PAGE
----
THE previous two articles in this series focused on maintaining the basis of safety for our processes through operational discipline and understanding the way that this can be undermined through complacency and drift (the phenomenon of normalisation of deviance). One way to fight complacency and drift is to establish and maintain a state of “chronic unease” in the organisation by means of appropriate process safety performance indicators, which is the subject of this article.
As an experienced HAZOP facilitator I have become used to hearing – in both repeat (“redo”) and revalidation studies – about operational or reliability issues that the plant is experiencing. Examples are:
Such observations are often accompanied by a weary-sounding: ”We’ve raised it with management but nothing has been done.” I am always concerned to hear such things because it suggests that the plant is running in an abnormal or sub-optimal way and that management may have stopped noticing. Many of them suggest that normalisation of deviance is at play and that the level of process risk may be higher than management realises. We know that the risk of incidents is higher when the process operating in an abnormal or non-routine mode, so how can we make sure that information like this is on management’s radar?
The concept of process safety performance indicators (PSPIs) has been around for at least a decade now; their purpose being to draw attention to process safety performance and drive ongoing improvement. There are a number of commonly-used guidelines for generating PSPIs; examples are The UK Health & Safety Executive’s guidance HSG 2541 and the American Petroleum Institute’s recommended practice API 7542.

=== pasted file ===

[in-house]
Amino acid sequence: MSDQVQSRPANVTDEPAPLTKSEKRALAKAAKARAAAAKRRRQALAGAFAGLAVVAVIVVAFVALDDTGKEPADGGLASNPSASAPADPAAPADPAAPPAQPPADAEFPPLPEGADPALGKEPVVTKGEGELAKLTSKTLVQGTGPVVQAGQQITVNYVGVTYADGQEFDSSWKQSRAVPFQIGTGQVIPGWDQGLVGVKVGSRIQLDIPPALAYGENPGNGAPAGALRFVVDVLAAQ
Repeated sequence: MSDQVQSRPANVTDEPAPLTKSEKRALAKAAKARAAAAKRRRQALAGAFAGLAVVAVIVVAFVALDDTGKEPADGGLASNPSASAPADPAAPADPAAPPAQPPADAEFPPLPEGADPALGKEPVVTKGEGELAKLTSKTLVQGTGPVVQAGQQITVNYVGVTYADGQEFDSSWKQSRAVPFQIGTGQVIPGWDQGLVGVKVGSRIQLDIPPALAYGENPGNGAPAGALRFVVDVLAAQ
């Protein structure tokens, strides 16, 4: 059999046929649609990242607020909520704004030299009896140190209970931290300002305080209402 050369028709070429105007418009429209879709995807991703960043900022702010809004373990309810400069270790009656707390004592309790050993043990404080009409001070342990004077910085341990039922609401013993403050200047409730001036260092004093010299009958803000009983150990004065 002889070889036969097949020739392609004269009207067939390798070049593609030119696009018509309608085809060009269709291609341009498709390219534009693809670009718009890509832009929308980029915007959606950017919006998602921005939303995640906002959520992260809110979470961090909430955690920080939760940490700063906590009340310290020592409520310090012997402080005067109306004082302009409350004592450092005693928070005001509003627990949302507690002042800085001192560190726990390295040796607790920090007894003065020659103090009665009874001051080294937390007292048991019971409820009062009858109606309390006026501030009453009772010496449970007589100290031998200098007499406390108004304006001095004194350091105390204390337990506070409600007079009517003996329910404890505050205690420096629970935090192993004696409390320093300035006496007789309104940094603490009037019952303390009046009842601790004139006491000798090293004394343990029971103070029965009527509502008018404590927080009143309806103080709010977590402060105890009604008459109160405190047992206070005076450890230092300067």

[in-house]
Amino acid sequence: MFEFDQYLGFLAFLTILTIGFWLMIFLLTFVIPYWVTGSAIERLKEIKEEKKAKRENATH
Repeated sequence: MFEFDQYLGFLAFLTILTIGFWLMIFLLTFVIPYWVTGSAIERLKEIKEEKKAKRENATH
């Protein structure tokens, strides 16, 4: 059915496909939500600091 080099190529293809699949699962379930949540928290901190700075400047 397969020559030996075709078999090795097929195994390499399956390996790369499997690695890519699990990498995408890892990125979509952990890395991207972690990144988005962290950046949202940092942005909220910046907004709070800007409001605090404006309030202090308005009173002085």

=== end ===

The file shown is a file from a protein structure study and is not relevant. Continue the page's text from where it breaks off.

HSG 254 is based on the principle of identifying linked pairs of leading and lagging indicators to drive process safety improvement on specific issues. The success of this approach depends on choosing the right issues to address and selecting appropriate indicators to work on.
API 754 and its four tiers of indicator is based on the generation of data from incidents or abnormal occurrences. Tiers 1 and 2 relate to loss of containment incidents, Tier 3 to occurrences involving challenges to safety systems and Tier 4 to occurrences involving loss of management control. The success of this approach depends on the quality of the incident reporting system.
The HAZOP experience I described above, and many discussions on many sites over the years, suggest that there is a more direct way to develop indicators that can immediately create a sense of “chronic unease” within the organisation, while at the same time promoting operational discipline. This is to ask some simple, but probing questions. My “top 10” questions are itemised in the table below.
I would consider these to be questions that every operation should be able to answer, and could be developed into essential, or core, PSPIs. They relate directly to the basis of safety and reinforce the relationship between process safety and reliability engineering.
“Chronic unease” is generated by asking the question: “How would it look if a serious incident happened relating to such equipment?” PSPIs developed from the answers to these questions can be used to drive improvements in operational discipline, which in turn will foster (in time, with consistent leadership) a stronger process safety culture in the organisation.
And of course we should never forget that there is always information out on the plant, such as evidence of loss of containment (sight and odour), equipment in visibly poor condition and out-of-date operating instructions.
So don’t wait for operators to raise issues in HAZOP meetings. Try and avoid generating large numbers of PSPIs based on published guidance. Go out and ask your people what concerns them, ask the essential questions listed above and add the judgement of your eyes and ears out on the plant!
In the final article in this series, we will examine the subject of learning from incidents both inside and from outside the organisation.
1. HSG254, Developing Process Safety Indicators: A Step-by-Step Guide for Chemical and Major Hazard Industries, HSE Books, 2006.
2. ANSI/API Recommended Practice 754: Process Safety Performance Indicators for the Refining and Petrochemical Industries, 1st Edition, API Publishing Services, April 2010.
IChemE’s Process Safety Performance Indicators and PSM Auditing course provides a more detailed exploration of this topic. Additional guidance is available from the IChemE Safety Centre’s Guidance: Lead Process Safety Metrics – Selecting, Tracking and Learning (2015).